Jean-Maxime Labrecque | Inhabitable sculpture
The “inhabitable sculpture” project, which received two awards at the Grands prix du design 2011, is the result of four years of work executed by numerous fabrication and installation teams. Two premises were established by the client at the beginning of the project: “a space that people will find cold” and “living in an art gallery.” All designers hope, sooner or later, to obtain such a commission, which enables them to avoid subjecting their work to the obvious sacrosanct “warmth” obtained through wood.
In response to the owner’s request, the space was emptied of what the developers of the housing project had planned for her small 800-square-foot housing unit. Once the space was reduced to its original industrial concrete walls, floors, and ceilings, a delicate multifunctional sculptural piece of furniture made of raw aluminum, inspired by Donald Judd’s work, was installed. Its combined modules fulfil all of the dwelling’s functions: bed, walk-in closet, bookshelf, sofa, counter, stools, kitchen, and storage. A special attribute of this complex object is a room within the room generated by a system of suspended sliding doors attached only at the top. The resulting “corridor of arches” gives access to the walk-in closet.
Two other interventions complete the main area’s aluminum functional sculpture. A technical glass block contains appliances, storage, and the water heater, and an old concrete vault houses the bathroom. Although small in size (10′ x 10′), the bathroom is entirely finished in black. The full-height and -width mirrors on one of its walls create a surprising sensation of “absorbed vastness.”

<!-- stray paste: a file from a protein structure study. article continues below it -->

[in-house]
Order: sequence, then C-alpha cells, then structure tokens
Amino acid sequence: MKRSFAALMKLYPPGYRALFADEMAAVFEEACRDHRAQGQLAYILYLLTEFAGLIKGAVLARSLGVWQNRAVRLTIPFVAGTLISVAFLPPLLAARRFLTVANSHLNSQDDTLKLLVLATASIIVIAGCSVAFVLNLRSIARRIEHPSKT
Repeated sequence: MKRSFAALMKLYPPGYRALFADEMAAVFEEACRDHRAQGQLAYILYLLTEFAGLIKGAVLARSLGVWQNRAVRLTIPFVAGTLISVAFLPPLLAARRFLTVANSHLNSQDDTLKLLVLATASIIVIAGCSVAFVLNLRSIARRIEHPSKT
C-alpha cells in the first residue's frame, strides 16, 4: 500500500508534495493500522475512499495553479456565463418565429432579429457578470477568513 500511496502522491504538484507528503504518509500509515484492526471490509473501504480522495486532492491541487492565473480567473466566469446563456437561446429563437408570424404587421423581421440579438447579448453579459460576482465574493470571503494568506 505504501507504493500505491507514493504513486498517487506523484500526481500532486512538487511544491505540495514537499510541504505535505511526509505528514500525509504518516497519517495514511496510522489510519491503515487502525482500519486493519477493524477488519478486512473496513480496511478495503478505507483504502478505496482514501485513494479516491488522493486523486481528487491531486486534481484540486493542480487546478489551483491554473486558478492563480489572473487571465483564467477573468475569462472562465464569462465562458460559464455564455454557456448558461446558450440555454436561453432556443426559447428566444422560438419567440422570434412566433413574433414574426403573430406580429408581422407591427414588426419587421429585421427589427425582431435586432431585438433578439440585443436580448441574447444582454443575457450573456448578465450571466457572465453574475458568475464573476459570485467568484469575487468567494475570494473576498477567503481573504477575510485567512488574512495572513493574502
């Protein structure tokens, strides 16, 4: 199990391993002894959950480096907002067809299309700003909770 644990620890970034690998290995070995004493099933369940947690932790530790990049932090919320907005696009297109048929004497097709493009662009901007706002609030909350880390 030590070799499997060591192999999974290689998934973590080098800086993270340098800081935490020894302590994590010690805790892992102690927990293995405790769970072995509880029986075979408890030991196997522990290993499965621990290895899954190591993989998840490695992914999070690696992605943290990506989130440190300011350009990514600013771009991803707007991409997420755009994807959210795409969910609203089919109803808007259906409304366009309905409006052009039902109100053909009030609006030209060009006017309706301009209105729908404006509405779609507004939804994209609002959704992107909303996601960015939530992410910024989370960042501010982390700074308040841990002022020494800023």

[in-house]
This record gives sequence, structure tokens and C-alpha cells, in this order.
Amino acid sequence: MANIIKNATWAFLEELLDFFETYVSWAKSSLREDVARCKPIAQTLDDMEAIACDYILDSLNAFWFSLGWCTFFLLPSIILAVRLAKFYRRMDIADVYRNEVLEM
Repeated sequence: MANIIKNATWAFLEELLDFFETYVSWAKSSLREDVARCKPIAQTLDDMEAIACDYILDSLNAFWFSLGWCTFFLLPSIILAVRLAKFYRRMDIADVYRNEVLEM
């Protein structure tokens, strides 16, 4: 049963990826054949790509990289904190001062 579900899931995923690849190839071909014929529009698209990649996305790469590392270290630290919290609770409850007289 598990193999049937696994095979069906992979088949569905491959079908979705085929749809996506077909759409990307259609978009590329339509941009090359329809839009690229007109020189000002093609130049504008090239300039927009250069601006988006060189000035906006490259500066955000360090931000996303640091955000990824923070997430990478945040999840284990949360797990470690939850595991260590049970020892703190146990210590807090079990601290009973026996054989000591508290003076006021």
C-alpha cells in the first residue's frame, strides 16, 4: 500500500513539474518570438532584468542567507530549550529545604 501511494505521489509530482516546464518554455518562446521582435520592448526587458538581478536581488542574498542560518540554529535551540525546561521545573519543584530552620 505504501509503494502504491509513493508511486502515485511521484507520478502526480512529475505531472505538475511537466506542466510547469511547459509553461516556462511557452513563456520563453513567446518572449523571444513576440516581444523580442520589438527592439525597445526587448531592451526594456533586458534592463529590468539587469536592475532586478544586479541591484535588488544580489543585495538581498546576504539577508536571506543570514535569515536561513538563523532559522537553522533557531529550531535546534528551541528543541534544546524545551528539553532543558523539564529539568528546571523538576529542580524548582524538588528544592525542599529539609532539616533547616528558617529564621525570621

This project, designed in 2007 but completed in 2011, catalyzed the development of a furniture collection that Jean-Maxime Labrecque has had underway for 10 years. All of the architect’s projects are composed exclusively of custom-made furniture.
Jean-Maxime Labrecque Architect
Architect Jean-Maxime Labrecque began his professional career with a series of six exhibition design commissions in Europe, including his main accomplishment to date, the Archeoforum in Liège, Belgium (2003). The project consists of an underground museographic journey through the 33,000 square feet of the vestiges of a 10th century cathedral, covered since the 1960s by a modern public square. At the end of 2008, he spent two months in New Delhi, India, to review the design of two large buildings for a new city. For nearly 10 years, he has been working on the architectural and interior designs of the future Charlie Chaplin Museum in Corsier-sur-Vevey, Switzerland. In Quebec, his native province, he completed about 15 residential and commercial projects, in addition to exhibit design commissions for the City of Montréal.
In conjunction with his professional practice, he undertakes visual art and photography projects. He is currently completing a collection of furniture for which the first prototypes have been unveiled in the fall of 2012. Finally, also noteworthy are two articles written for Standard, a Parisian magazine. One of them was on the CCTV and the other was on the Maison de Bordeaux, two OMA/Rem Koolhaas projects.
A dozen of his projects won awards at various contests on ideas in architecture, interior design and graphic design. In December 2011, his Inhabitable sculpture project won two prizes, including a jury special award.
As the architect is convinced that classical modernism can still provide solutions to bring balance and harmony back to today’s overloaded chaotic world, his projects are based on simple and clear principles.Architect: Jean-Maxime Labrecque Photos: Frédéric Bouchard
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